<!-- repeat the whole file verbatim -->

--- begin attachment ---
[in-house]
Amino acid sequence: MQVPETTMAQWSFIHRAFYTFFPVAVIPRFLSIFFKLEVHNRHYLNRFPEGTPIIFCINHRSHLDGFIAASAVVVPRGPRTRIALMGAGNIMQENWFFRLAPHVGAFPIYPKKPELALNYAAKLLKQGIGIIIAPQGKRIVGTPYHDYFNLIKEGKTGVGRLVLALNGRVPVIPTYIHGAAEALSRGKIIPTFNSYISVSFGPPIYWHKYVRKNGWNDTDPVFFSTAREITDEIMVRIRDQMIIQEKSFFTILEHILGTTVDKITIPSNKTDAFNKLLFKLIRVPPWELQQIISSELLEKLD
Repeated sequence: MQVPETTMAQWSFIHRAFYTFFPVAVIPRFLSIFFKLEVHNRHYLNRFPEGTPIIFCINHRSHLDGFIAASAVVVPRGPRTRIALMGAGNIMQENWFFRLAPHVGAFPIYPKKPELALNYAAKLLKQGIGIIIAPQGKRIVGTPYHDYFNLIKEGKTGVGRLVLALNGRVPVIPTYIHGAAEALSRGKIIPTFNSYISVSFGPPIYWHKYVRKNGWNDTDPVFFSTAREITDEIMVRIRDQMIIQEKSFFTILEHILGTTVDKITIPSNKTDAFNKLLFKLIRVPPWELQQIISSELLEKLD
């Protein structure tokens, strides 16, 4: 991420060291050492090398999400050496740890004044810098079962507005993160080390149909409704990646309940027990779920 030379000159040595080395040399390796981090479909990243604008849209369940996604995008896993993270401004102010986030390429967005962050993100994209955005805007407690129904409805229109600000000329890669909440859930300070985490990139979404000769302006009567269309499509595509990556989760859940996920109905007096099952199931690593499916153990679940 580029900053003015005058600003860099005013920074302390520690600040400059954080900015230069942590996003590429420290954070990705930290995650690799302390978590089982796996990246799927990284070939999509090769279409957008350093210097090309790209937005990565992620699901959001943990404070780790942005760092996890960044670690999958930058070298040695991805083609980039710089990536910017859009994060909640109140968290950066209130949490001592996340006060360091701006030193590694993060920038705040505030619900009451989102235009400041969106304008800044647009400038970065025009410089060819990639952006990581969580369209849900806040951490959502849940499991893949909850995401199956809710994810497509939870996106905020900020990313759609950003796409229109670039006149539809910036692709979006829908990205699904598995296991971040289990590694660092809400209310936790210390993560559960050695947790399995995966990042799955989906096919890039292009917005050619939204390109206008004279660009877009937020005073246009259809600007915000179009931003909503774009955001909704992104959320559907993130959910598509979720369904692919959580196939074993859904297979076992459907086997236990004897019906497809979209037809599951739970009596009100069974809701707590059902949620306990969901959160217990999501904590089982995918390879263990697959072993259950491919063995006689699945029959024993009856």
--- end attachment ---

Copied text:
[in-house]
Amino acid sequence: MQVPETTMAQWSFIHRAFYTFFPVAVIPRFLSIFFKLEVHNRHYLNRFPEGTPIIFCINHRSHLDGFIAASAVVVPRGPRTRIALMGAGNIMQENWFFRLAPHVGAFPIYPKKPELALNYAAKLLKQGIGIIIAPQGKRIVGTPYHDYFNLIKEGKTGVGRLVLALNGRVPVIPTYIHGAAEALSRGKIIPTFNSYISVSFGPPIYWHKYVRKNGWNDTDPVFFSTAREITDEIMVRIRDQMIIQEKSFFTILEHILGTTVDKITIPSNKTDAFNKLLFKLIRVPPWELQQIISSELLEKLD
Repeated sequence: MQVPETTMAQWSFIHRAFYTFFPVAVIPRFLSIFFKLEVHNRHYLNRFPEGTPIIFCINHRSHLDGFIAASAVVVPRGPRTRIALMGAGNIMQENWFFRLAPHVGAFPIYPKKPELALNYAAKLLKQGIGIIIAPQGKRIVGTPYHDYFNLIKEGKTGVGRLVLALNGRVPVIPTYIHGAAEALSRGKIIPTFNSYISVSFGPPIYWHKYVRKNGWNDTDPVFFSTAREITDEIMVRIRDQMIIQEKSFFTILEHILGTTVDKITIPSNKTDAFNKLLFKLIRVPPWELQQIISSELLEKLD
């Protein structure tokens, strides 16, 4: 991420060291050492090398999400050496740890004044810098079962507005993160080390149909409704990646309940027990779920 030379000159040595080395040399390796981090479909990243604008849209369940996604995008896993993270401004102010986030390429967005962050993100994209955005805007407690129904409805229109600000000329890669909440859930300070985490990139979404000769302006009567269309499509595509990556989760859940996920109905007096099952199931690593499916153990679940 580029900053003015005058600003860099005013920074302390520690600040400059954080900015230069942590996003590429420290954070990705930290995650690799302390978590089982796996990246799927990284070939999509090769279409957008350093210097090309790209937005990565992620699901959001943990404070780790942005760092996890960044670690999958930058070298040695991805083609980039710089990536910017859009994060909640109140968290950066209130949490001592996340006060360091701006030193590694993060920038705040505030619900009451989102235009400041969106304008800044647009400038970065025009410089060819990639952006990581969580369209849900806040951490959502849940499991893949909850995401199956809710994810497509939870996106905020900020990313759609950003796409229109670039006149539809910036692709979006829908990205699904598995296991971040289990590694660092809400209310936790210390993560559960050695947790399995995966990042799955989906096919890039292009917005050619939204390109206008004279660009877009937020005073246009259809600007915000179009931003909503774009955001909704992104959320559907993130959910598509979720369904692919959580196939074993859904297979076992459907086997236990004897019906497809979209037809599951739970009596009100069974809701707590059902949620306990969901959160217990999501904590089982995918390879263990697959072993259950491919063995006689699945029959024993009856």